This article is a guest post by Randy Brown, a long-time PocketBible user and owner of the Bible Buying Guide blog.

NOTE: Some of the features mentioned in this article are only available with purchase of the Advanced Features Set for PocketBible. Advanced Feature sets vary and are sold separately for each version of PocketBible.

Using cross-references in PocketBible

Posted on: September 17th, 2012 by Michelle Stramel No Comments

Cross-references are often included with Bibles to lead you to other places in the Bible that relate to the verse you are reading. Cross-references can help you see how Scripture interprets Scripture. As Martin Luther said, “Scripture is its own expositor.”

You often see cross-references, in print, in the center column of your Bibles. In PocketBible, you will find cross-references included with some of our Bible translations (i.e. NIV, ESV, HCSB, NABRE), some commentaries reference related verses in their comments, and of course, in the ultimate cross-reference resource: Treasury of Scripture Knowledge. The Treasury of Scripture Knowledge is a classic Bible study resource known for its exhaustive cross-references covering the entire Bible—over 500,000 entries in all—and is free for use in PocketBible.

Viewing cross-references in PocketBible

Verse references are hyperlinked in PocketBible meaning you can click or tap on them to view the related verse. If you click or tap to go to the verse and view it in context, all versions of PocketBible include Back buttons (usually an arrow) which will return you to your starting verse. There are some variations among the versions of PocketBible to keep in mind:

  • PocketBible for Windows PC users: you can hover your mouse arrow over the cross-reference to see the verse quoted without even going to the verse.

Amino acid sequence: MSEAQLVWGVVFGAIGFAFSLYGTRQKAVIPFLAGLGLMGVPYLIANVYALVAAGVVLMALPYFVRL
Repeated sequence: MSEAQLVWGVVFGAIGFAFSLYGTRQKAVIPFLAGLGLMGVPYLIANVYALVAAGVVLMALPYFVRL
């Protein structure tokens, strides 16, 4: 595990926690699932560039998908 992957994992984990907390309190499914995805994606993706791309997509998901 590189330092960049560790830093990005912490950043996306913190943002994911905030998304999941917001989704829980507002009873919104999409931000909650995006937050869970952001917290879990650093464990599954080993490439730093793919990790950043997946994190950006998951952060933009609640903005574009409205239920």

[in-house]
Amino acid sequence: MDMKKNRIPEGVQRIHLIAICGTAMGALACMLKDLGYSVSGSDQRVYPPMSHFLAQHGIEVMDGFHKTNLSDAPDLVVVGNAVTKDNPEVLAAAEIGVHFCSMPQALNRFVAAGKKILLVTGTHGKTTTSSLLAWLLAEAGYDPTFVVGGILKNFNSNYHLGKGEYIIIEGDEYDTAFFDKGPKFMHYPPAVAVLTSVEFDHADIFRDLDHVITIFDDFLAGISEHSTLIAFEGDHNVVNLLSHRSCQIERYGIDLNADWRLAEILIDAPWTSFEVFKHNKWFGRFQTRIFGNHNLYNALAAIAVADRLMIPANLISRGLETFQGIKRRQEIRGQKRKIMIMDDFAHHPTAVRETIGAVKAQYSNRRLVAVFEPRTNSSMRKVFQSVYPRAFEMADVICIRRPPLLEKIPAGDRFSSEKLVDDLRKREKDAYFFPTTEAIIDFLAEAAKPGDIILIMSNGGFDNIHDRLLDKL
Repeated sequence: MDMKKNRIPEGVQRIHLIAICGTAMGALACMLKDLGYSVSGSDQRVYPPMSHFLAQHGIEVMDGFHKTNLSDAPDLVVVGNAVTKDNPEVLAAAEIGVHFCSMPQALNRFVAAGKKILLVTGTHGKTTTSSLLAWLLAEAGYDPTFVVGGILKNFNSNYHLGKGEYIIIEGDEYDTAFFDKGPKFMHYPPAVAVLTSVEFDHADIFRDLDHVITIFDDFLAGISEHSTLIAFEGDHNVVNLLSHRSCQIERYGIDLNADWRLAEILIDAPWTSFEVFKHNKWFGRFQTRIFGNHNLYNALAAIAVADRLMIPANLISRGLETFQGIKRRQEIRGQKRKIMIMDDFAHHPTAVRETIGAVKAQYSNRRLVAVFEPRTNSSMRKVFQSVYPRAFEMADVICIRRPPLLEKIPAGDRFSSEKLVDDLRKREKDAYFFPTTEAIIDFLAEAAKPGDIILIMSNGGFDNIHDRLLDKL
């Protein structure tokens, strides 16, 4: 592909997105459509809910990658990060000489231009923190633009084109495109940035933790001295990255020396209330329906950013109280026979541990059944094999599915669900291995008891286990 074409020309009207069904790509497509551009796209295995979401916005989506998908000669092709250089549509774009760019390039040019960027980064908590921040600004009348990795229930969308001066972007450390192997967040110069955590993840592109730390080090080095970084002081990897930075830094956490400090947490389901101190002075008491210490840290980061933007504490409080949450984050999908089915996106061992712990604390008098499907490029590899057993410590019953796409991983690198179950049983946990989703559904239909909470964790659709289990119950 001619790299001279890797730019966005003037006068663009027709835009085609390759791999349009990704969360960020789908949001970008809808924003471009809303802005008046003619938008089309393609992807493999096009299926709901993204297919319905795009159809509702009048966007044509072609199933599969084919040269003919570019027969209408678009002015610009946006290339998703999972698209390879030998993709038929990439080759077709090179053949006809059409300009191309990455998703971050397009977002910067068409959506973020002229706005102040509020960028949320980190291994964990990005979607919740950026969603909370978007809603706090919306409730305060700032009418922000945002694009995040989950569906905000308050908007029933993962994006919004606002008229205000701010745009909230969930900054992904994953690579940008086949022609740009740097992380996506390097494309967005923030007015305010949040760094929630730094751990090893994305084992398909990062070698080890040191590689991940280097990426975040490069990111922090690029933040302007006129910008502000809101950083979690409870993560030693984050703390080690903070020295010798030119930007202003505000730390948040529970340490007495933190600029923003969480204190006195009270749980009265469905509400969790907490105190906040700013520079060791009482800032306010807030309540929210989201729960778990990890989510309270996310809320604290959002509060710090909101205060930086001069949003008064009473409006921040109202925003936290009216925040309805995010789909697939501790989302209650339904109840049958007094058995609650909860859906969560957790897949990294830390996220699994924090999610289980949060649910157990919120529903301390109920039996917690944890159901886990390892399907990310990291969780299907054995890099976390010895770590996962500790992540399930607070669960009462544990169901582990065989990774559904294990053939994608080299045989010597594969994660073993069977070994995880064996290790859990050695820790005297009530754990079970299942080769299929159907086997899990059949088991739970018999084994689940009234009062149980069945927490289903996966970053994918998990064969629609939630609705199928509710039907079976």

• PocketBible for Windows Phone users: By default (and popular demand) the back button is set to take you out of the program. You can change this behavior to take you back through previously viewed verses under Settings | History.

PocketBible gives you a mechanism via its Notes feature to record your own thoughts on related verses. Anytime you put a verse reference in a note, PocketBible will link it automatically so you can view the verse with a tap (or hover).

Turning cross-references on/off in PocketBible

Cross-references in PocketBible Bibles can be turned on/off for ease of reading.

  • PocketBible for Android: tap on the Menu button and choose Display Settings and Footnote Style. Choose Hide to completely eliminate footnote indicators; Mark will show the asterisk to mark a cross-reference or footnote; Expand will show you the entire footnote inset in the text.
  • PocketBible for iOS: tap on the Menu button and choose Settings and Footnotes. Choose Hide to completely eliminate footnote indicators; Collapse so you just see an indicator of a footnote available to tap on or Expand to see the footnote in its entirety.
  • PocketBible for Windows PC: choose Edit | Options from the menu and there is a drop down box for Translator’s Footnotes to turn them on/off/expand.
  • PocketBible for Windows Phone: choose Settings | Appearance from the menu and choose Footnote Style to to turn them on/off/expand.